It’s summer in Chicago! And that also means the return of festival season, hanging out lakeside, and plenty of new ways to get your classical music fix. Tonight, Rush Hour Concerts kicks off its summer season with an appearance by the CSO’s Brass Quintet. Rush Hour has a packed series this year featuring a wide variety of classical music, in their familiar and easy format: a little after work snack and a great concert that will fit anyone’s busy schedule (just 30 minutes!) at St. James Cathedral (Wabash and Huron). I had a chance to chat with Kelly Jocius, Rush Hour’s executive director and Deborah Sobol, the creative director, about this year’s lineup, and the annual “Make Music Chicago” where music events are taking place all over the city. For concert lineups and details visit www.rushhour.org.
Where did the idea for Rush Hour Concerts come from?
Deborah Sobol: I was eager to create a format for offering great classical music in ways that were relevant to the demands of contemporary lifestyles. Additionally, I wanted to give people of all ages and backgrounds the opportunity to "jump into" an hour of refreshment and inspiration at the end of the workday.
What can people look forward to in this year’s concert series?
DS: Our 13th concert series will offer music spanning four centuries—from the Renaissance to 2011—with over 90 internationally recognized string, woodwind, brass, piano and vocal artists.
Kelly Jocius: The Consular Collaboration Program will continue in 2012 as we present “Lyric Shorts”— preview concerts of Don Pasquale and Hansel and Gretel – with singers from the Patrick G. and Shirley W. Ryan Opera Center at Lyric Opera of Chicago; CSO principal trumpet Chris Martin curates two brass programs by the CSO Brass Quintet and Axiom Brass that will collectively span seven centuries; Männerstimmen Basel (The Men’s Choir of Basel) – prizewinners in the International Choral Competition in Cork, Ireland – make their Rush Hour debut; and, the Poetry Foundation will again collaborate on a program of spoken word and music.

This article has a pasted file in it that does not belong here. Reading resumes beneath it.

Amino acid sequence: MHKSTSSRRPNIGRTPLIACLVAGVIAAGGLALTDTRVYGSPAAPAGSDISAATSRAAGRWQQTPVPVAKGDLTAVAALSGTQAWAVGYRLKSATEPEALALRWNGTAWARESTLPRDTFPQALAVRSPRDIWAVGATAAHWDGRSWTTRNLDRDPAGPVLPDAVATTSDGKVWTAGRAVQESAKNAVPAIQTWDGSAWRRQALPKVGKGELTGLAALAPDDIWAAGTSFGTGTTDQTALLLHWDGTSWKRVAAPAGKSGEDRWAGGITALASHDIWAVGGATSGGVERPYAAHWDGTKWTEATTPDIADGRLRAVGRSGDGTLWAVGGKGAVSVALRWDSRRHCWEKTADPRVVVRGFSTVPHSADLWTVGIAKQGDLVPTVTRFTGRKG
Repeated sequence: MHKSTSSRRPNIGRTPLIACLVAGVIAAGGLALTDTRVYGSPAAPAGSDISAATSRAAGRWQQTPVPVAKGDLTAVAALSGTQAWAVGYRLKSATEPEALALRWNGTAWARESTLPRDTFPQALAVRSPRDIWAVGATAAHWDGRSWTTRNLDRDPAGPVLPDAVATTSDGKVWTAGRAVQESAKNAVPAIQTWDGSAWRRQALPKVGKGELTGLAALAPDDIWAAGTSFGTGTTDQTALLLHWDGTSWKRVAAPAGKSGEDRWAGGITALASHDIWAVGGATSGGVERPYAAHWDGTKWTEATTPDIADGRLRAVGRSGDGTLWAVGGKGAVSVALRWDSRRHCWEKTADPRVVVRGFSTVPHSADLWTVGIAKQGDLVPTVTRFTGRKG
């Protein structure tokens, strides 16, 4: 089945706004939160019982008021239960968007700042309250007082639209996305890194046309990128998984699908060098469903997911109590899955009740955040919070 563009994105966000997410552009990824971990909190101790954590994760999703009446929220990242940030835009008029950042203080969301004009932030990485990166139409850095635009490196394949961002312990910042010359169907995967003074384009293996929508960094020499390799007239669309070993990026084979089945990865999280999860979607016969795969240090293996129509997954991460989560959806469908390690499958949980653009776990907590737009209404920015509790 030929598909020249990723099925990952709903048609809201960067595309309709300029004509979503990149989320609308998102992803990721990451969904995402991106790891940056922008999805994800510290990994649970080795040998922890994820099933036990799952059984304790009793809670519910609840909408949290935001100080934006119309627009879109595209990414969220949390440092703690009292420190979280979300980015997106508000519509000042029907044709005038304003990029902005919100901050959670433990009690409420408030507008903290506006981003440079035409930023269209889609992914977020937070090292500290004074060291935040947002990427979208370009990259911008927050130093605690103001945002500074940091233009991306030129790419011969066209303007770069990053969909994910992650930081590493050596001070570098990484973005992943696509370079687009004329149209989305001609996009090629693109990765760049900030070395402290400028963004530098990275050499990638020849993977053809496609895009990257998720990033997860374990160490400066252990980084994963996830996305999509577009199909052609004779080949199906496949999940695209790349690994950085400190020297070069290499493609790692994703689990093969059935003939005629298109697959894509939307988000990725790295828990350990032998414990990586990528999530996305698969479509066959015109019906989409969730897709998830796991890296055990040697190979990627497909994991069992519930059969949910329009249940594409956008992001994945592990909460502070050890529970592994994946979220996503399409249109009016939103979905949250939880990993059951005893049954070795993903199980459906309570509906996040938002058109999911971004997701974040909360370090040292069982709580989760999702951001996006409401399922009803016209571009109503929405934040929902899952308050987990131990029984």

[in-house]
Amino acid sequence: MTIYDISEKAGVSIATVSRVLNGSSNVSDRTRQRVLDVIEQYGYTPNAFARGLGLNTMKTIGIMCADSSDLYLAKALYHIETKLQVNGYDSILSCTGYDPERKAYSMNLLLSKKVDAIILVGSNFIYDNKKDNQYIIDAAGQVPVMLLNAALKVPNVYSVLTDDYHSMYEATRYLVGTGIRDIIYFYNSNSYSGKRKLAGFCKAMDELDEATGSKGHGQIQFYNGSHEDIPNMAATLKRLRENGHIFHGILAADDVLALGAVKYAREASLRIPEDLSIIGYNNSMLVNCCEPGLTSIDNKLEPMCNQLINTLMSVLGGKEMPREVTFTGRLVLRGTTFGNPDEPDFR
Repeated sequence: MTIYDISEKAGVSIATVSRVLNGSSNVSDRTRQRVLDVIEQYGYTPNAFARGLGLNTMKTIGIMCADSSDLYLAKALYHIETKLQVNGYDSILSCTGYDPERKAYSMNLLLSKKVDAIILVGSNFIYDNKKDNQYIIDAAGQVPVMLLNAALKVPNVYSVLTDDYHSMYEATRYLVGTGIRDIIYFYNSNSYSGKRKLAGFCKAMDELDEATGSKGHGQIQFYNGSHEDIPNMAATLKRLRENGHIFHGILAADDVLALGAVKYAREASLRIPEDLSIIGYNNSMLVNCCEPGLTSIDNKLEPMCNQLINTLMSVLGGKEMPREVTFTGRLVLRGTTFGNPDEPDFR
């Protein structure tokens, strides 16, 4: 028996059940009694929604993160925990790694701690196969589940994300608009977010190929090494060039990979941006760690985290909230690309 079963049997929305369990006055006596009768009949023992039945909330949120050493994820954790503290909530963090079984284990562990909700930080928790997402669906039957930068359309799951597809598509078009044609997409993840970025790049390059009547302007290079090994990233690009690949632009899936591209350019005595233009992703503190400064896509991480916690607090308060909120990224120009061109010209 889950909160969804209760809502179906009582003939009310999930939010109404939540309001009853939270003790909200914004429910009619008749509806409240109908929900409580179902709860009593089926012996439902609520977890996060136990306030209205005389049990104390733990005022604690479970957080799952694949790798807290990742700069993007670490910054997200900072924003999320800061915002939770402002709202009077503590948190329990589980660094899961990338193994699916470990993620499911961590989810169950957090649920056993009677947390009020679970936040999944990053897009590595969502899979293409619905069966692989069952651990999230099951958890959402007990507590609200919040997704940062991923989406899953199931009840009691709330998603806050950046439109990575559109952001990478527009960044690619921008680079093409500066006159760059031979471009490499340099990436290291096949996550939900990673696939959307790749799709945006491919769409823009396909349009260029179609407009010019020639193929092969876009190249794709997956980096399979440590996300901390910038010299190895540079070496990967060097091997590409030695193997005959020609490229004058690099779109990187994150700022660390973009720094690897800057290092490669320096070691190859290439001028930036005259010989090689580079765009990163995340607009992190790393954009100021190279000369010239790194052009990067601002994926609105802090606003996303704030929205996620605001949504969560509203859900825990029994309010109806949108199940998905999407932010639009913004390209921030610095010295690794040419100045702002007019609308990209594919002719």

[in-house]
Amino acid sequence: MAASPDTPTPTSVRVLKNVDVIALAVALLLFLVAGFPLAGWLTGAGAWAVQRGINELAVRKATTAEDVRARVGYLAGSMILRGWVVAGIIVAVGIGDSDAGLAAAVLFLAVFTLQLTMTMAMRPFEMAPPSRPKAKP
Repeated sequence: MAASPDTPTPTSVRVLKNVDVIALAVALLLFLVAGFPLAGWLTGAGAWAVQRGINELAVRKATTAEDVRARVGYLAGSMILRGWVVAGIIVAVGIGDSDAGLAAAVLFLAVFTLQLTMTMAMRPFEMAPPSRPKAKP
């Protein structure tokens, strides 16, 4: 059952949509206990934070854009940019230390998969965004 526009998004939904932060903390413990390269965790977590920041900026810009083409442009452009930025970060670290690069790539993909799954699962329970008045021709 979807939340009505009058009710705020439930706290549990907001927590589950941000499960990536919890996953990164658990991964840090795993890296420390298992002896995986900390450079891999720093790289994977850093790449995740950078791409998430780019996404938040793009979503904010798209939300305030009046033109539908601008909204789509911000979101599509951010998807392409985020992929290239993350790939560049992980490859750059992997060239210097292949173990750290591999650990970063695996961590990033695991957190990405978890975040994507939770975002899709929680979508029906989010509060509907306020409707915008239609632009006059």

For Make Music Chicago, you have concerts literally all over the city all day. What are some of the exciting things happening that people will definitely want to check out?
DS: Definitely look for “Sousapalooza” at noon on Daley Plaza, Barristers Big Band, “Swell” at and with the Oak Street Beach, “Peter and the Wolf” at Lincoln Park Zoo, "Vexations" for percussion from 6 a.m. to midnight at the New Music School, the H2 Orchestra at Navy Pier, “Where in the World is Winston Choi and Bach's Art of the Fugue” (all over the city!) All details are at makemusicchicago.com.
What is your favorite part about being a part of Rush Hour Concerts?
DS: I love creating and continually offering programs to the broadest Chicago demographic which are continually relevant to the demands of contemporary lifestyles and offer our fellow citizens the opportunity to "get up to the 35,000 foot level" regularly – all for free – through great, live, music.
KJ: The most exciting part about being a part of Rush Hour is the opportunity to reach new listeners through the innovative format of the Summer Series concerts and the all-inclusiveness of Make Music Chicago. Because so much thought has been put into making these performances accessible for diverse audiences, we are able to appeal to Chicagoans of all backgrounds and witness how attending these concerts enriches their lives.